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FDOT Grants Citrus County $1.5 Million to Make Curvy Roads Safer

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Several roads in Citrus County were found to be the site of 185 crashes in the past three years by the Florida Department of Transportation. The county was selected to receive a $1.5 million grant to improve the safety of 141 curves on county roads.
Several roads in Citrus County were found to be the site of 185 crashes in the past three years by the Florida Department of Transportation. The county was selected to receive a $1.5 million grant to improve the safety of 141 curves on county roads.” credit=”Florida Department of Transportation

Nicholas Tarr was a midshipman on leave from the U.S. Naval Academy when he died in Inverness on Aug. 9, 2012.

Tarr, 21, was driving on Old Floral City Road when he failed to recognize a curve. His car hit a tree and split in two, throwing Tarr from his 2003 Lincoln sedan.

The curves in Citrus County roads are well-known dangers in the community. Roads particularly difficult to navigate will have an opportunity to become safer with improvements installed this summer, according to a Citrus County press release.

In February, the Florida Department of Transportation selected Citrus County to receive a $1.5-million grant to improve the safety of 141 curves on county roads. The safety installations include curve warning signs with solar-powered speed feedback signs, retro-reflective pavement markers along the curve edge lines and chevron signs, which feature arrows indicating a curve.

Areas that will receive improvements include Lecanto Highway, Pleasant Grove Road, Citrus Avenue, Withlacoochee Trail, Old Floral City Road, Fort Island Trail, Homosassa Trail, Ozello Trail and Gobbler Drive.

These nine roads were part of a study completed in 2012 by the FDOT. According to the study, these areas were chosen because of the number of crashes that have occurred there in recent years.

The areas that were studied by the FDOT were the site of 185 crashes in the past three years with a total of 156 injuries and two fatalities, according to the Florida Highway Patrol.

Kris Carson, an FDOT spokeswoman, said Citrus County was awarded the grant because of the results of this study.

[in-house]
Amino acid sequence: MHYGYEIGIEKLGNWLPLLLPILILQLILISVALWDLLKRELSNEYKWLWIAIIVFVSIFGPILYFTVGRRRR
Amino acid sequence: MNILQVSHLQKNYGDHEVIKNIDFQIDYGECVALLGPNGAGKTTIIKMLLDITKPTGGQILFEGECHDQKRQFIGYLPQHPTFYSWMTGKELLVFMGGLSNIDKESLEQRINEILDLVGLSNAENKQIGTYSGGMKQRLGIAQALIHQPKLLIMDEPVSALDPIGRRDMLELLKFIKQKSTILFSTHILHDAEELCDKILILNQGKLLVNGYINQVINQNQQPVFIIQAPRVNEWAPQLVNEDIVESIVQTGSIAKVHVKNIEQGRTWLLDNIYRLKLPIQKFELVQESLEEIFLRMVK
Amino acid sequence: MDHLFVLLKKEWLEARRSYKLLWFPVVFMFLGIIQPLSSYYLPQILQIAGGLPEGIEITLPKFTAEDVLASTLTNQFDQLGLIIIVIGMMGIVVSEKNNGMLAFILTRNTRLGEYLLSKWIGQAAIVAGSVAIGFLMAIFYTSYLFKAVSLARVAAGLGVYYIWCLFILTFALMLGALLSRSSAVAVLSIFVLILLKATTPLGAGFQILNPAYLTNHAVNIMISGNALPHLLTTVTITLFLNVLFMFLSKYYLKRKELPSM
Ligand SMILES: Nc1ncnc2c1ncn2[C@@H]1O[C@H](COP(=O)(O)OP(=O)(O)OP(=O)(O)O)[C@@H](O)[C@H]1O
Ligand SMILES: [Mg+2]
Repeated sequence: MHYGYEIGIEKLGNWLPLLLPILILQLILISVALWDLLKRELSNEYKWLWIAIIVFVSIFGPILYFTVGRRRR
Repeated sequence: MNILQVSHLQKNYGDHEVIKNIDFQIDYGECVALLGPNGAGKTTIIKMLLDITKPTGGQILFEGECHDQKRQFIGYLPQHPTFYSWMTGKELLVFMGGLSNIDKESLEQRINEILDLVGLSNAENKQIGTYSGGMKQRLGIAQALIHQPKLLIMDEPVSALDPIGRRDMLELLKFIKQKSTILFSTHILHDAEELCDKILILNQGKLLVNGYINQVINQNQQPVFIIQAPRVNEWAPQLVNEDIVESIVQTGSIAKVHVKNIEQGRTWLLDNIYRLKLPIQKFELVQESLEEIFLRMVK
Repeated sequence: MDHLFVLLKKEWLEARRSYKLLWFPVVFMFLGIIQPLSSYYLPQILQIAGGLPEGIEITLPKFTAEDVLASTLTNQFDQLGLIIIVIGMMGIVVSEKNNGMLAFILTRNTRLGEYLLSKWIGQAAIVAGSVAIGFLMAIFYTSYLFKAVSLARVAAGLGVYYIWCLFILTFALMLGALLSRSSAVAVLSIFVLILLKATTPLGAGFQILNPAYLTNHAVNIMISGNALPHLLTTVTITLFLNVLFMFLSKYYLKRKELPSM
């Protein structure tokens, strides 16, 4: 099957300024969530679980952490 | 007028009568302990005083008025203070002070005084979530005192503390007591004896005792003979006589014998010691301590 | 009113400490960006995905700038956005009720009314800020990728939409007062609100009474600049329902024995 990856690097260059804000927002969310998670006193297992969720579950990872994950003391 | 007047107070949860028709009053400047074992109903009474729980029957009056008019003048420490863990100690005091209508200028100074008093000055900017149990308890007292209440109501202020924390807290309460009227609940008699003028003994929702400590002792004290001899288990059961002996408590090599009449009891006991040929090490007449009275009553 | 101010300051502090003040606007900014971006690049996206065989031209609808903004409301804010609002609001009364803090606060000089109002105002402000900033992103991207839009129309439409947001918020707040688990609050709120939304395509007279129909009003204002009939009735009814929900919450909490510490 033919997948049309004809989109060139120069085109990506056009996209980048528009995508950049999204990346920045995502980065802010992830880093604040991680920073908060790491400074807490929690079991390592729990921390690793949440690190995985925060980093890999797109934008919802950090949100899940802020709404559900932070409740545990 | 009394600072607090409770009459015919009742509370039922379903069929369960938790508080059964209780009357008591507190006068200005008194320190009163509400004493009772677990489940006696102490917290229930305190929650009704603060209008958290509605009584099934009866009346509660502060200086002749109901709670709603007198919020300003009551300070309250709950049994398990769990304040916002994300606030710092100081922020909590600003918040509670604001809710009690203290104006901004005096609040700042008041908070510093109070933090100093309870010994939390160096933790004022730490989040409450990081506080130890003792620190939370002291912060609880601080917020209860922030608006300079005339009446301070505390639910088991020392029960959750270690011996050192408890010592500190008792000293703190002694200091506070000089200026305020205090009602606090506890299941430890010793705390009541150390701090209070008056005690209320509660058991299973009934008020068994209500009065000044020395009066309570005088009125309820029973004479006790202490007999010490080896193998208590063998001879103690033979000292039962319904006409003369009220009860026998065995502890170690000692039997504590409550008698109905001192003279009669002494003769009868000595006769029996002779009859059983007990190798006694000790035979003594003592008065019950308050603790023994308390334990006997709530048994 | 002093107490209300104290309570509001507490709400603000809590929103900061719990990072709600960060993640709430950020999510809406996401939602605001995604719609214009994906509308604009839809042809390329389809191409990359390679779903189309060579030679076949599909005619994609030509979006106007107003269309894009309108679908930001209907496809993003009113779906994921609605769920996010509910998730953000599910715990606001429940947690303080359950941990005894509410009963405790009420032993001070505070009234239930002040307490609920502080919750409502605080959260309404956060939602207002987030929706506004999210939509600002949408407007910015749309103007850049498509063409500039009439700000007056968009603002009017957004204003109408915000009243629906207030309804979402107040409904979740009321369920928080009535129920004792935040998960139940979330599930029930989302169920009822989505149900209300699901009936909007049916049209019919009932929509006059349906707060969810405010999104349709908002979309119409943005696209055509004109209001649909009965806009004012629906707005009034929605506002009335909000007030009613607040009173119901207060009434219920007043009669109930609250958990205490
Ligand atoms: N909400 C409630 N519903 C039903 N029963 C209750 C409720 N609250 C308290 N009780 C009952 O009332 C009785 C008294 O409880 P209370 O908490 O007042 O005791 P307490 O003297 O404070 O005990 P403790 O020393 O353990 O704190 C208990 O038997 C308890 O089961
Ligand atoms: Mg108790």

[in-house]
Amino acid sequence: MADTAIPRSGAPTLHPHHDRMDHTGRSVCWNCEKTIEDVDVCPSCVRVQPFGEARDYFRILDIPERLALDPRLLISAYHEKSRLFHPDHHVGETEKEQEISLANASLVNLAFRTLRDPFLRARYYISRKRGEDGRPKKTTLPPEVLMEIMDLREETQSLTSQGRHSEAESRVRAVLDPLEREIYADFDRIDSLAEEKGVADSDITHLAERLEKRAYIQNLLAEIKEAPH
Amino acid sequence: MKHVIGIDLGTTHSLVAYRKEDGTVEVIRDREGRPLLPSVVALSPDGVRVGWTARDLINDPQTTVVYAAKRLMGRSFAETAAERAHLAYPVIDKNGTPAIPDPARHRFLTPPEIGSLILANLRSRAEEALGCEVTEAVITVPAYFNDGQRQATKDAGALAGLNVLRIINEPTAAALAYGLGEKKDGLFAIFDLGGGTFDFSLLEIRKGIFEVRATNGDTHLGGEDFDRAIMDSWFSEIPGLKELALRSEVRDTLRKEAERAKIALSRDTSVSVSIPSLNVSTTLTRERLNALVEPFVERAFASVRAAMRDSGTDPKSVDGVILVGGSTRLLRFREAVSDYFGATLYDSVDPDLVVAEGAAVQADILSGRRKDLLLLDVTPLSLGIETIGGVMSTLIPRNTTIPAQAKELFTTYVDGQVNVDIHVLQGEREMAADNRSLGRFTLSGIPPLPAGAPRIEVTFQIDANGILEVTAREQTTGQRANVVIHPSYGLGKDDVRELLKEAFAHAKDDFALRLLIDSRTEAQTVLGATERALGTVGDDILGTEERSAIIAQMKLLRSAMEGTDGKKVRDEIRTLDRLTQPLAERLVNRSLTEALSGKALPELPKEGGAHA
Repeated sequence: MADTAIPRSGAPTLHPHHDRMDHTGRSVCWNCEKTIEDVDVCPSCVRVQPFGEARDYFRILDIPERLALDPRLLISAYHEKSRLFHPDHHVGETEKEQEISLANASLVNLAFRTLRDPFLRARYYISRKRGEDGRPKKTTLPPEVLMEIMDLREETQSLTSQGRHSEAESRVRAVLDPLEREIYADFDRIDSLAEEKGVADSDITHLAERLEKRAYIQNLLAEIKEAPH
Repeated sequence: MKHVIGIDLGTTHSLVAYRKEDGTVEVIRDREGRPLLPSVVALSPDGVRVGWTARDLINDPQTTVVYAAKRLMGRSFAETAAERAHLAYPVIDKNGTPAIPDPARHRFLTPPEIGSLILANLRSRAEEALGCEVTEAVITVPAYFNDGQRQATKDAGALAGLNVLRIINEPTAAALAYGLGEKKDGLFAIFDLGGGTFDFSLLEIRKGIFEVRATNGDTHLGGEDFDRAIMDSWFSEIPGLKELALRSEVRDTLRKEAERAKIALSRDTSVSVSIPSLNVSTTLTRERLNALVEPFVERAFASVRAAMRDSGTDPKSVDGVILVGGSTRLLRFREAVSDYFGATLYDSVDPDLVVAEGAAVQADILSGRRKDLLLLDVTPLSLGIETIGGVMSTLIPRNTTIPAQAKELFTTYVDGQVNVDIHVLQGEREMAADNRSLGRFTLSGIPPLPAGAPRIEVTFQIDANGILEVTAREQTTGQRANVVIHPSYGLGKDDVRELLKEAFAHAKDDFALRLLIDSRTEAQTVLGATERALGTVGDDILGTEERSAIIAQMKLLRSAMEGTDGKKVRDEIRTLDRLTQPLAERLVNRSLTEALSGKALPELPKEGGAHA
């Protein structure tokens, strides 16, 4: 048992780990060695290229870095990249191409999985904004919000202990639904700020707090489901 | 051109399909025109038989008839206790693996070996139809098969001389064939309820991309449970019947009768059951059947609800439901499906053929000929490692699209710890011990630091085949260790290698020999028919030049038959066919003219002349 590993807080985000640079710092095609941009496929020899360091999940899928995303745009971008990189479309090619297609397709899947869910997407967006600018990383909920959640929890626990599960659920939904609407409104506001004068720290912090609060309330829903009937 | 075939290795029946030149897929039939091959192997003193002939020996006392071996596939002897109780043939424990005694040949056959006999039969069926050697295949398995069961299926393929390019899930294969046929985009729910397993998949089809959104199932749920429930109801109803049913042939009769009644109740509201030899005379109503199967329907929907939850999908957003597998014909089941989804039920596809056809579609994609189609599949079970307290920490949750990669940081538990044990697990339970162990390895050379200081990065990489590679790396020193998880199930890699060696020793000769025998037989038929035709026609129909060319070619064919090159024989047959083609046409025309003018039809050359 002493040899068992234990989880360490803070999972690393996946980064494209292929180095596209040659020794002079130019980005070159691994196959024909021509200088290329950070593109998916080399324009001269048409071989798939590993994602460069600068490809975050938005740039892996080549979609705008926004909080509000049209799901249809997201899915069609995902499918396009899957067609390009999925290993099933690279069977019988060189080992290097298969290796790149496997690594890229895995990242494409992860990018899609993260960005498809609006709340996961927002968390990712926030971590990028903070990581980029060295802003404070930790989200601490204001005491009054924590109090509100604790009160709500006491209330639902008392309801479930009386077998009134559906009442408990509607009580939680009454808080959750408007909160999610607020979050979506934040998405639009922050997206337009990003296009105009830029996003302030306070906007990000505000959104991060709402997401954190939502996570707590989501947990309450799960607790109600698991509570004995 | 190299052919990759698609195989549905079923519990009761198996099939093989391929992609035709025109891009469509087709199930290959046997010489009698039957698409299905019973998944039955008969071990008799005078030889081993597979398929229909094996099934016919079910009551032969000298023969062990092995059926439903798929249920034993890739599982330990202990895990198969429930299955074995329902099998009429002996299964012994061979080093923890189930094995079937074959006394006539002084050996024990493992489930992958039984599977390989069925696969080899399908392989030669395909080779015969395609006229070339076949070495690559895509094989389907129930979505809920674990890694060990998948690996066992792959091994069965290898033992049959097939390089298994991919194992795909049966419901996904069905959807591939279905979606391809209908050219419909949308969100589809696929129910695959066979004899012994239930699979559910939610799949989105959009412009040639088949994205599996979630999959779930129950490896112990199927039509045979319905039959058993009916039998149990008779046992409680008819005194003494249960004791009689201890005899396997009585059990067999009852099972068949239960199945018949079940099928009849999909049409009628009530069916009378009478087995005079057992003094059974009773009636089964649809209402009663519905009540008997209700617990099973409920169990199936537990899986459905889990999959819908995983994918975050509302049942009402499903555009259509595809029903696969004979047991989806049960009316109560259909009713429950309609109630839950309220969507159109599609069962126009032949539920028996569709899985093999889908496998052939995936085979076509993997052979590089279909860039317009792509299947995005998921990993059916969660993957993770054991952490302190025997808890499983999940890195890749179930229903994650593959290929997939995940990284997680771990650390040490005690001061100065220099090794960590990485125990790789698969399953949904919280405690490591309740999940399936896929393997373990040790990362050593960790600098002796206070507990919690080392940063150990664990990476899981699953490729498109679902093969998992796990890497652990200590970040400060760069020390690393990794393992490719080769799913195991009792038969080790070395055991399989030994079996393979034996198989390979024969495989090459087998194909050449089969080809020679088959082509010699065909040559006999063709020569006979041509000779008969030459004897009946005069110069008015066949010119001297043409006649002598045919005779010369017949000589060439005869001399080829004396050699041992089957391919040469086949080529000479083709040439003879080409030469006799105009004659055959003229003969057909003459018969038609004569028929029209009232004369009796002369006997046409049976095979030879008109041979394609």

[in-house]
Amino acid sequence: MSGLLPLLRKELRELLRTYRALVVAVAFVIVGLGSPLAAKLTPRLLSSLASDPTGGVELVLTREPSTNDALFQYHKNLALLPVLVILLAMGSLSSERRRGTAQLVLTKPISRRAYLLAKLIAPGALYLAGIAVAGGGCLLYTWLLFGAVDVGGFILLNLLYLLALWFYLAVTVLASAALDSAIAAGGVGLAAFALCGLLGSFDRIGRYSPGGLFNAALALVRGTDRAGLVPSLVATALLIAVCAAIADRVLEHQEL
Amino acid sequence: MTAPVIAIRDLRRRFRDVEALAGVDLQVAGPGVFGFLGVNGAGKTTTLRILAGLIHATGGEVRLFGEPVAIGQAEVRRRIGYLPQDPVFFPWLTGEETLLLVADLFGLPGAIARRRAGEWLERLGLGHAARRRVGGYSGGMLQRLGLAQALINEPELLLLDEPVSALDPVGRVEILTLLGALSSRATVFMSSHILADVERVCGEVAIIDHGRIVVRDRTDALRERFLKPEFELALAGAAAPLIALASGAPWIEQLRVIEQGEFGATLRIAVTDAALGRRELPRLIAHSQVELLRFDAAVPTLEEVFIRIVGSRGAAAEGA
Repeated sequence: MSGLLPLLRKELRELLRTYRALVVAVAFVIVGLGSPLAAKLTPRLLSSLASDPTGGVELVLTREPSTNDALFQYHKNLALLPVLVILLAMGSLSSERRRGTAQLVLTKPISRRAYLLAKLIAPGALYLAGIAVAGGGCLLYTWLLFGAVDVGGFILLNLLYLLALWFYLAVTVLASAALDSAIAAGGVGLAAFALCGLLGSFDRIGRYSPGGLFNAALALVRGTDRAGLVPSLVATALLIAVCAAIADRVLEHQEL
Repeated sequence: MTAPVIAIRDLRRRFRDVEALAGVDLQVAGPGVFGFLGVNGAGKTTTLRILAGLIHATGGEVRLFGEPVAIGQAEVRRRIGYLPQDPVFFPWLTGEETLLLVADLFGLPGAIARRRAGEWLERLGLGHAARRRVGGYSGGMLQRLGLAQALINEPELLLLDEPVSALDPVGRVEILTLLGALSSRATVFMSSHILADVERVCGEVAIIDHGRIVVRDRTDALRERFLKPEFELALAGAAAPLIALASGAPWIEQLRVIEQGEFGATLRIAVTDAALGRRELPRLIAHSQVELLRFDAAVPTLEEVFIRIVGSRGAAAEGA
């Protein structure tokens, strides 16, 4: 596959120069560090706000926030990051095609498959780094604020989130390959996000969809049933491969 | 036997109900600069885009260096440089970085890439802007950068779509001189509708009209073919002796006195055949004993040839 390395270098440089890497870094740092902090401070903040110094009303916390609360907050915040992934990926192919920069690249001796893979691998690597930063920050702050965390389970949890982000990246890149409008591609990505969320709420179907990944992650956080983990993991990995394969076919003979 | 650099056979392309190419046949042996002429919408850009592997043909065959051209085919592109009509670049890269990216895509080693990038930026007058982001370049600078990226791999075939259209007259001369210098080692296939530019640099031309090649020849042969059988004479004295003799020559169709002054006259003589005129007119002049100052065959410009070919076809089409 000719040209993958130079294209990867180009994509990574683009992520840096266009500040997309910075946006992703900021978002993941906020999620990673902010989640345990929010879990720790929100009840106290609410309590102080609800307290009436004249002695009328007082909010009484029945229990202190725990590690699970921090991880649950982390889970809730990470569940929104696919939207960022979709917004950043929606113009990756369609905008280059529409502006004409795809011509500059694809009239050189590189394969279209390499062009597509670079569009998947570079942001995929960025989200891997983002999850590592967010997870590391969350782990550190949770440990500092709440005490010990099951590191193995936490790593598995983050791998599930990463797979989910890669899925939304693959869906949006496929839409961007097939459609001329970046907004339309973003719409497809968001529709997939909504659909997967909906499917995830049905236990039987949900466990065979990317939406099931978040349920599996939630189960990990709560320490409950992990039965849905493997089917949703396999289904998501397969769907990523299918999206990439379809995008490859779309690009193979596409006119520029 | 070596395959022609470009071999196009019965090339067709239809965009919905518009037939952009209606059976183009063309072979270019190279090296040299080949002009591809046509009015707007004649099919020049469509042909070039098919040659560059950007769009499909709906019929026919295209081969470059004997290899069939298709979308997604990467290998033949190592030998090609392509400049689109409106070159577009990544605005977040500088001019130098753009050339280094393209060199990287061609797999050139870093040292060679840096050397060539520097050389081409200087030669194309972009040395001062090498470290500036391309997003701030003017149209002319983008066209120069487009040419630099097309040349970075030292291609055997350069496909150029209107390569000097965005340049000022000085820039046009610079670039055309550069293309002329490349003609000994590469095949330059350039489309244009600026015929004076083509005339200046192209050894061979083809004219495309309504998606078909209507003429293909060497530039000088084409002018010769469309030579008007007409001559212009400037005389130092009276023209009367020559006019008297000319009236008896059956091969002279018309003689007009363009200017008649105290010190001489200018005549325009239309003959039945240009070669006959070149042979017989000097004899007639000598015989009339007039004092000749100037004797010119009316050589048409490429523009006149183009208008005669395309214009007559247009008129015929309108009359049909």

“The whole goal is to reduce lane-departure crashes, and we’re finding that a lot of these happen on roads with curves,” Carson said.

The FDOT normally handles state roads, but because of the Citrus County study they were able to recognize the needs of local roads.

“Whenever we can take different grant money and help the locals make their roads safer, that’s something we definitely want to do,” Carson said.

Citrus County is the first of the five counties in its FDOT district – which also includes Hernando, Hillsborough, Pasco and Pinellas counties – to receive safety improvements, according to Carson. The other counties will also receive grants.

Tobey Phillips, public information officer and a lifelong resident of Citrus County, said these roads could be difficult to navigate if the driver is unfamiliar with the curves.

Phillips said this grant was a pleasant surprise for Citrus County because no action was taken by the county to receive it. It is in the budget now, and because of the grant, the city gets the chance to make the necessary improvements.

“It’s huge to us because we know it needs to be done,” Phillips said.

Kitty Hicks, an employee at Wayne’s Citrus Cycles in Floral City, said roads such as Fort Island Trail, Ozello Trail and Gobbler Road are long, curvy and very popular for riding motorcycles.

Hicks, who enjoys riding these trails with her husband, said these safety improvements will mean a lot.

“Any visible markings for a motorcyclist to see will make a huge difference,” she said.

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